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Interview with composer Dan Buciu

Monday, 10 December 2018 , ora 10.39
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This anniversary concert will take place on 27th of November. What is the story behind this event?

After my 75th birthday, I asked the National University of Music to grant me permission to take part in this truly interesting Tuesday series, started by the university, entitled "We Call the Tune". They agreed, and let us borrow the hall, and this is how it all began.

How did you choose the pieces?

To be honest, my criteria for choosing the pieces were the interpreters. I mean, I could've had chamber ensembles at my disposal; anything bigger than orchestral ensembles was out of the question, therefore I chose choral music, as I could always rely on the Prelude Choir's artistic support - a choir that is conducted by Voicu Enăcheschu. I also reached out to the Radio Children's Choir, with which I had wonderful collaborations, and to the University Choir. In addition to this, there will also be instrumental or voice-instrument duets, instrumental soloists, that is to say -chamber ensembles, but those will be reduced to a minimum of interpreters.

Considering this concert an invitation to look at the past, how would you describe the course of your career?

As I was saying, it's really difficult to conclude it through this particular series of concerts, because is missing some important pieces; and I repeat, this is a concert without big chamber ensembles, let alone the orchestras. Nonetheless, the pieces chosen are indeed from different periods of my life. Actually, I wrote one of the choral pieces in the summer of my fourth year of University, when I was still a student at the music composition program. Now, the next two that I am about to mention will be performed for the first time. The first one is a composition, which I gave to Mister Răzvan Rădos for the Radio Children's Choir, and the other one, a piece for cello and violin titled "Mélopée for two", will be performed - a very important aspect, with the risk of repeating myself- for the first time. We can say that we have a complete route, so to speak: my compositions cover years of my life, those so-called historical periods, which are delimited now by my writings, namely, by the two aforementioned pieces that are like two milestones, but also two polar opposites.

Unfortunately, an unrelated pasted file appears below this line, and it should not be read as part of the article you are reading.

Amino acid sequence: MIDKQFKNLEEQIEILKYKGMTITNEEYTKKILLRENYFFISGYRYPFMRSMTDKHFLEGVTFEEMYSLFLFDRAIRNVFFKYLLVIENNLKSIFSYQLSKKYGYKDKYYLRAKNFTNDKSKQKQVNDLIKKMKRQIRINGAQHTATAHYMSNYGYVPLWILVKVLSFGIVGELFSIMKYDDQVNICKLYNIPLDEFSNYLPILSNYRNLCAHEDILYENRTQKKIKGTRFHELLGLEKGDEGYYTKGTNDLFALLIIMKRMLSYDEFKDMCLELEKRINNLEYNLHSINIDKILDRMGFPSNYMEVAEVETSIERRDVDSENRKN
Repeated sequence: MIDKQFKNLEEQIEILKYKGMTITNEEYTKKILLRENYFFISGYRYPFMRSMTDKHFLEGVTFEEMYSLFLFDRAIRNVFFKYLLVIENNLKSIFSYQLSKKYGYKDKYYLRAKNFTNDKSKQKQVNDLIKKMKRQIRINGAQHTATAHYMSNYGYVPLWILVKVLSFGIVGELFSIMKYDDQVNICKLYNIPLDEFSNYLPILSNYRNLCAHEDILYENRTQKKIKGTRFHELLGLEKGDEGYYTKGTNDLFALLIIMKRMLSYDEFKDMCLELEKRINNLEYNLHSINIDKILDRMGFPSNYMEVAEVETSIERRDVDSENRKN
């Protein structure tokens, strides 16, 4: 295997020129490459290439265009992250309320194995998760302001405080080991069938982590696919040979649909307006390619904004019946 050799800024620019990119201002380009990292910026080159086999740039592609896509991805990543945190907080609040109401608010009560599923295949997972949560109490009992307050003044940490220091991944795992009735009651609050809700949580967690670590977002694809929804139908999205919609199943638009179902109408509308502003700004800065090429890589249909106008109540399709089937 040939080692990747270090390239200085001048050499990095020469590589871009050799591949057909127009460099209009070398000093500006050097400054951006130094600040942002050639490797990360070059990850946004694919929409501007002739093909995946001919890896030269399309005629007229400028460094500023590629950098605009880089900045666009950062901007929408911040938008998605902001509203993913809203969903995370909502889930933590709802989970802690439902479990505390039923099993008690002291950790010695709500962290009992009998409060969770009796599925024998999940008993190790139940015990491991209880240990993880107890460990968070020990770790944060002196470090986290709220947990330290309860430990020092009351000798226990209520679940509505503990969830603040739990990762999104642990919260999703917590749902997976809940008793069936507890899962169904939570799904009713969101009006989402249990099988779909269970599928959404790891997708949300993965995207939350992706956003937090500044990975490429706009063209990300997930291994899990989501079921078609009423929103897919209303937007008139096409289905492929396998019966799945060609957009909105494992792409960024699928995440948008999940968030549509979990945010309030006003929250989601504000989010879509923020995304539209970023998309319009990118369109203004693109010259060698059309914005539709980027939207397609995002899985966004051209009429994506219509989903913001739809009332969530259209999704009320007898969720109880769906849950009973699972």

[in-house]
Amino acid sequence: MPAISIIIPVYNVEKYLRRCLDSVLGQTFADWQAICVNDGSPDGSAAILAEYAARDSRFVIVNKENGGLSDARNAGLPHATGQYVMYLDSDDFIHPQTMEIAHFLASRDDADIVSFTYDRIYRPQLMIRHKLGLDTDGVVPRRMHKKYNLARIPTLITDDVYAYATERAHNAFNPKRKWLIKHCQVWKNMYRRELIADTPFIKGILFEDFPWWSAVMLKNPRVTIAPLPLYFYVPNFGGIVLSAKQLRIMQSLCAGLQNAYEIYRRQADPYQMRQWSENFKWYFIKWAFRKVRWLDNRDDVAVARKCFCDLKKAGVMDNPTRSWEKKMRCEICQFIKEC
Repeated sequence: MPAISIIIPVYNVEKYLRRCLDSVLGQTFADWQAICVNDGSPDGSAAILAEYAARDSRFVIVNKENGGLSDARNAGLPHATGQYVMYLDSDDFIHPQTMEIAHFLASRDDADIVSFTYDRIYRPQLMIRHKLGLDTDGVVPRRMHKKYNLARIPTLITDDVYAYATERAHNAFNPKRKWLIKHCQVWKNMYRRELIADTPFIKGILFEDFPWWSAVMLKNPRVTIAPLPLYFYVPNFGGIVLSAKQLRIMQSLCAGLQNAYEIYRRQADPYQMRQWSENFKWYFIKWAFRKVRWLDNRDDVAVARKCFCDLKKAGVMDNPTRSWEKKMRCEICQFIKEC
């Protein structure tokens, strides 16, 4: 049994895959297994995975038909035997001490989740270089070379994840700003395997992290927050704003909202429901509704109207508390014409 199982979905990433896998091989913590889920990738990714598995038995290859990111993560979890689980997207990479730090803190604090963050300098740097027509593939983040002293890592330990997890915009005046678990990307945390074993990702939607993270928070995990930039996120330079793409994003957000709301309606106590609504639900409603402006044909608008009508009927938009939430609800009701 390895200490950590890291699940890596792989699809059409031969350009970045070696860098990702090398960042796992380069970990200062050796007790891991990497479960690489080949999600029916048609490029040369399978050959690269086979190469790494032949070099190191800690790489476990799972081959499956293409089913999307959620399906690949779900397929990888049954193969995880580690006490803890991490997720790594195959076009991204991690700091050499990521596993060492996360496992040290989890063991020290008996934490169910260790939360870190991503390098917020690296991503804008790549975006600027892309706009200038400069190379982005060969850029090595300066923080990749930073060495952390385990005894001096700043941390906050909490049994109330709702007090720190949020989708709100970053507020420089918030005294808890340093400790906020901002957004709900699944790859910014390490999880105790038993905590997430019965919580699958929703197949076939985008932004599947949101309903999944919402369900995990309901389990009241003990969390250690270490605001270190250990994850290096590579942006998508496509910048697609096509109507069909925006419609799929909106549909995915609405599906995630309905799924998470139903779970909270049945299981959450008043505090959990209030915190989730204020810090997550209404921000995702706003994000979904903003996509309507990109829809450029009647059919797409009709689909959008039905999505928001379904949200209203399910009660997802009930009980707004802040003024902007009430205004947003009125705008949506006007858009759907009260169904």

Regarding Romania, what would you point out as the subtle differences between today's cultural context and the one in which you have started your career?

Everything is very different. Now you have absolute freedom of speech and self-expression, but unfortunately money is a great issue and having your compositions performed is a rarity because of financial problems. Back in the day, if your artistic vision corresponded with the Socialist ideology's aesthetics, your place as a musician would be fully secured; but of course, there were indeed some ideological compromises that one had to make, be them significant or not. That wasn't my case though, as I myself made use of what I had. Whenever I saw an opportunity, I would stealthily get my foot in the door - as we all did at that time - even for an emblematic song like "Cântarea României". But you still found a way to add subtle changes that would differ from the Communist ideology. Nowadays, possibilities are limited because everything costs money, which we rarely have enough of. I would like to take this opportunity to mention that all the interpreters accepted this collaboration out of pure friendship, and I would like to thank them for this from the bottom of my heart, especially since all of them are exceptional musicians.

Do you have any future projects in store?

What I can say for sure is that there is a project for which I have to finish a song cycle named "About Cats". As for the rest, I'm working on a piece for the symphonic orchestra. It's merely a draft at the moment and it will take a while until it is ready. Sometimes I get inspired, and if it is an idea I fancy, I get to work and start writing. Those bouts of inspiration are usually in connection to orders, commissioned pieces and so on, but those are actually the beautiful things about Romania I wish would happen more often, especially since there aren't nearly enough of them. More often than not, a project takes shape when an interpreter or a group of interpreters have a friendly proposal that leads to a fruitful collaboration.

Reported by Petre Fugaciu
Translated by Alexandra Ivan, MTTLC, 1st year